Helping Fund Pre-College Israel Trips

Helping Fund Pre-College Israel Trips

A $20 million gift from The Marcus Foundation will help lower the cost for young adults to visit Israel before college.

Jaron Pearson said his family couldn’t have afforded the URJ Camp Coleman Israel trip without the RootOne subsidy.
Jaron Pearson said his family couldn’t have afforded the URJ Camp Coleman Israel trip without the RootOne subsidy.

Two Atlanta organizations with Judaism at their core are part of a pilot initiative to lower the cost for high school students to visit Israel next summer before they head to college. The Marcus Foundation, whose chairman is Home Depot co-founder Bernie Marcus, provided $20 million in seed money for The Jewish Education Project to lead the Israel teen travel program.

The funding will help teens travel to Israel each summer with major subsidies of $3,000 each. As a result, if the least expensive Israel trip is $2,500, The Jewish Education Project hopes to increase the number of teens traveling to Israel by nearly 40 percent each year.

JumpSpark Atlanta, which provides teen engagement programs, is helping recruit teens for the initiative locally in the hopes of expanding the outreach nationally.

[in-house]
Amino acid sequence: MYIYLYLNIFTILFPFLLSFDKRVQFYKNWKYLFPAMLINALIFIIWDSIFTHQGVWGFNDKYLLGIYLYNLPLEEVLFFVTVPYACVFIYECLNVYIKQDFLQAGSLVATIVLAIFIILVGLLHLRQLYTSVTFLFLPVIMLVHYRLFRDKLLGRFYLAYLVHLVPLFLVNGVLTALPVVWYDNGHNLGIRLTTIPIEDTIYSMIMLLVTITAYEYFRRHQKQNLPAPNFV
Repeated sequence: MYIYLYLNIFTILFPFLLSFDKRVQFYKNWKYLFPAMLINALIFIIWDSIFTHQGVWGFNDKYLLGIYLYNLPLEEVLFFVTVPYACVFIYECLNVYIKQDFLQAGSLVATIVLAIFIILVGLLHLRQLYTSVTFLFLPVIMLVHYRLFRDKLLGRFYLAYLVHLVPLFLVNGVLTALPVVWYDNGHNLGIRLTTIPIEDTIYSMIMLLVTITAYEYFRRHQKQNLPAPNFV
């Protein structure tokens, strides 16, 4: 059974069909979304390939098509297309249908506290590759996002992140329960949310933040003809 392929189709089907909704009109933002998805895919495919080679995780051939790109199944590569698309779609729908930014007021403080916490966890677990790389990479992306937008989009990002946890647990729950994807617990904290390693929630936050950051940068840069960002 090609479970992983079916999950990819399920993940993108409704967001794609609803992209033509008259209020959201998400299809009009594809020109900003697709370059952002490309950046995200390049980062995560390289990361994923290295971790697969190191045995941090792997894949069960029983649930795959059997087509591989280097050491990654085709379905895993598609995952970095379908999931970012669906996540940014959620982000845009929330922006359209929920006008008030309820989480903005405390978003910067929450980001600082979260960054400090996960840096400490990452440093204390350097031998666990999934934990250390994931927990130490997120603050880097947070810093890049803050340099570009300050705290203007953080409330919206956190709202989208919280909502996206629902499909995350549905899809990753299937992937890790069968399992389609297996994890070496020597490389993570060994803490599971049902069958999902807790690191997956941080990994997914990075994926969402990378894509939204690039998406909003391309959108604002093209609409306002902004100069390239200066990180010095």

The Marcus Foundation and JumpSpark support the initiative dubbed RootOne, which takes its name from the highway connecting Ben Gurion International Airport in Tel Aviv, where visitors arrive, to Jerusalem and the rest of their Israel experience. The name also expresses the program’s “desire to link all teens to their Jewish heritage and give youth a forward direction and connection to their common destiny,” said David Bryfman, CEO of The Jewish Education Project, which empowers and inspires Jewish educators, including those involved in Israel education and teen engagement.

“We believe more teenagers should go to Israel before they get to college” so they are “more proud of their Jewishness, more connected to Israel and able to stand up on colleges campus when they need to,” he said.